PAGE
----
The Alabama legislature is moving forward with the process to impeach Governor Robert Bentley, who has been accused of using state funds to facilitate a sexual relationship with Rebekah Caldwell Mason, who resigned from her position as one of his senior political advisers last week amidst the accusations.
The scandal began two weeks ago when Spencer Collier, the former head of the Alabama Law Enforcement Agency, accused Bentley of misconduct after he was fired by the governor. Not long after, leaked audiotapes of Bentley making racy comments to Mason over the phone were posted by local media.
The articles of impeachment were filed on Tuesday by a bipartisan group of Alabama lawmakers on grounds that included neglect of duty, corruption in office and incompetency. Mason herself has come under scrutiny as she was being paid by a non profit organization rather than the state. Collier has also made the accusation that Bentley fired him because he involved in the investigation of corruption charges against State Speaker of the House Mike Hubbard.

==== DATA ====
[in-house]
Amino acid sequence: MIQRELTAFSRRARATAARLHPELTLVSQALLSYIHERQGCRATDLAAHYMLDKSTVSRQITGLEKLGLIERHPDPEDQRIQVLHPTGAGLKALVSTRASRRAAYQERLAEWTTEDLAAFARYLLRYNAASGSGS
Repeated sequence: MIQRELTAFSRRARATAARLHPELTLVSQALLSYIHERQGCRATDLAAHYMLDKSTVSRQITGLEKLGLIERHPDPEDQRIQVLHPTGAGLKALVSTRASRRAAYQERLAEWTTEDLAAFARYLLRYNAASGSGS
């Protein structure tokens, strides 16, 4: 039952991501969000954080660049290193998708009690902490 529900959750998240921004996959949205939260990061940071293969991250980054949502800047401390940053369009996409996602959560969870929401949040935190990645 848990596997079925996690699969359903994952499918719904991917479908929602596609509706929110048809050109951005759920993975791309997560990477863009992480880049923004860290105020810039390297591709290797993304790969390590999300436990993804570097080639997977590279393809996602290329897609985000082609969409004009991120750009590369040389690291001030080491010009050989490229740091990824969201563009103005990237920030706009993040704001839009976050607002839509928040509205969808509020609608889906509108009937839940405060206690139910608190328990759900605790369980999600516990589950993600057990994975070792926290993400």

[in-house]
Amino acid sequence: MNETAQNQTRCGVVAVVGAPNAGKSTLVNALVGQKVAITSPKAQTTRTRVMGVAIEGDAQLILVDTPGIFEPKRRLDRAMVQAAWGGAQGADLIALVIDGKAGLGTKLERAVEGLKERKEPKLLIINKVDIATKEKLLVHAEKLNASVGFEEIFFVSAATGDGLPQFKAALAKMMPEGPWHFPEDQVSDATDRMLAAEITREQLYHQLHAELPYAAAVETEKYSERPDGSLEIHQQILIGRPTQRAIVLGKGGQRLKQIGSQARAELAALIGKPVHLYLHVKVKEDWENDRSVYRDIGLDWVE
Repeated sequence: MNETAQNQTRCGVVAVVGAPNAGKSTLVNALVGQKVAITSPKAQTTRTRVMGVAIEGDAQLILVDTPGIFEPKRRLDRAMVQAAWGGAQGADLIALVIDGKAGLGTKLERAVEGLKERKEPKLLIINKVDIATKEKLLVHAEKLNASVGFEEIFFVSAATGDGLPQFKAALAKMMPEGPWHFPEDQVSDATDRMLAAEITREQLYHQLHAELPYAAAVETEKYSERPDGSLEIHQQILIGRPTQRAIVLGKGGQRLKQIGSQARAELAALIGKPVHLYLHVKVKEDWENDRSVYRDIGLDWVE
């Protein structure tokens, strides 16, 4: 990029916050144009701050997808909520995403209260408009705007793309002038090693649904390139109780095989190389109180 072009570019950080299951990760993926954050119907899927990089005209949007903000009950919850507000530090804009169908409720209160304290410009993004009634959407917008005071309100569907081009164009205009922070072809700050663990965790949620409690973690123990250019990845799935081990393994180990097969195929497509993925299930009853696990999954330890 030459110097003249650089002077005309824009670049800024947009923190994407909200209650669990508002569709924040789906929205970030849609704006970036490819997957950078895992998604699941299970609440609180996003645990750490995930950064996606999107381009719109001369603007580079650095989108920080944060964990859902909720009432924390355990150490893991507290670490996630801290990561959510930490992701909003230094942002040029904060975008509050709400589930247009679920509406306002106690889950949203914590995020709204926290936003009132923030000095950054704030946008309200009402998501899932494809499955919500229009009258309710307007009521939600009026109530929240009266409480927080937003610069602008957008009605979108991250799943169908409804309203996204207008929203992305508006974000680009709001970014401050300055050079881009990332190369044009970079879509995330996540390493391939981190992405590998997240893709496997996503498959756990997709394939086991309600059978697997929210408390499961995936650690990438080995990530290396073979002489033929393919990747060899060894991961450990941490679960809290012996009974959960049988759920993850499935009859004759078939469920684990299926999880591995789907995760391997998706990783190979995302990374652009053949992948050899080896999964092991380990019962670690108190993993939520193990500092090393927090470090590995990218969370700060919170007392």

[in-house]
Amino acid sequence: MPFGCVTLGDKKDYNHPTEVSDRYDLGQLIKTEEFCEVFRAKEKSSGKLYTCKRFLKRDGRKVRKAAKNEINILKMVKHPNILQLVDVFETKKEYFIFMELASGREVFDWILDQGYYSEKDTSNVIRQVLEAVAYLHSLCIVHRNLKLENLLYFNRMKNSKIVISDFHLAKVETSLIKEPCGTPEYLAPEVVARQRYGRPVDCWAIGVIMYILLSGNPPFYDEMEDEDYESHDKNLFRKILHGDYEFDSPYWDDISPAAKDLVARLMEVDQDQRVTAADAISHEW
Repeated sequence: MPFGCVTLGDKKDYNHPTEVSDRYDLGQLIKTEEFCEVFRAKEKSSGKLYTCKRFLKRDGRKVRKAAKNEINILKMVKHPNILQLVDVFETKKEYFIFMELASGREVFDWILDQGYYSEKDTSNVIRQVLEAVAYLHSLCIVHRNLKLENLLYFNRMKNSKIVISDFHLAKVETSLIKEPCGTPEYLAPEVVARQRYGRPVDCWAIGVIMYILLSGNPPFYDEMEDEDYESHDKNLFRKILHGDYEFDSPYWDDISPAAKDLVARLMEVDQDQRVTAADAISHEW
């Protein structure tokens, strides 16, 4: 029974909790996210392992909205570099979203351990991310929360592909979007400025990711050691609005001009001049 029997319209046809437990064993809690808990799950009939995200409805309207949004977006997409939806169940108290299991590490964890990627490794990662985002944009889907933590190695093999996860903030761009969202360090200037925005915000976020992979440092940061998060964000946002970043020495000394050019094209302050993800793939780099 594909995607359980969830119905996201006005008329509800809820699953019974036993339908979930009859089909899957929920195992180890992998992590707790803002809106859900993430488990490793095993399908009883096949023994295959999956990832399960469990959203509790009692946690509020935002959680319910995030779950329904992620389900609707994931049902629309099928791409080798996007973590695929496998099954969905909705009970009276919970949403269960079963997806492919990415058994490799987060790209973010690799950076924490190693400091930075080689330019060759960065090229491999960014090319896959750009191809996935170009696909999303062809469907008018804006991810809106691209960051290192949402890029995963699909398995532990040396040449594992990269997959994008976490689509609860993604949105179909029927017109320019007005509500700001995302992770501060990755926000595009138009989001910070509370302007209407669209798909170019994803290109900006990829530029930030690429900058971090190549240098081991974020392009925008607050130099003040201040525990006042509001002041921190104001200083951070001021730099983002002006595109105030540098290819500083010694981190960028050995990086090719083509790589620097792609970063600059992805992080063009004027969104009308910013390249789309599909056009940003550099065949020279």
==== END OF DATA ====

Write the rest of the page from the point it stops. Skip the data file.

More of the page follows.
The resolution will most likely be sent to the rules committee. If it makes it past the committee, it will be voted on by the House, at which point it would progress to the State Senate. Should the impeachment ultimately take place, it would be the first in Alabama’s history.
“We’re looking at this governor who has essentially betrayed the trust of the people,” State Representative Ed Henry said at a press conference in the State House. “The only course the people of Alabama have to address this issue is through the impeachment process.”
Governor Bentley has admitted to making sexual comments to his adviser, but adamantly denies all other charges.
“There are no grounds for impeachment, and I will vigorously defend myself and my administration from this political attack,” Mr. Bentley said in a statement. “Today’s press conference is nothing more than political grandstanding intended to grab headlines and take the focus away from the important issues the Legislature still has to address before the end of the session.”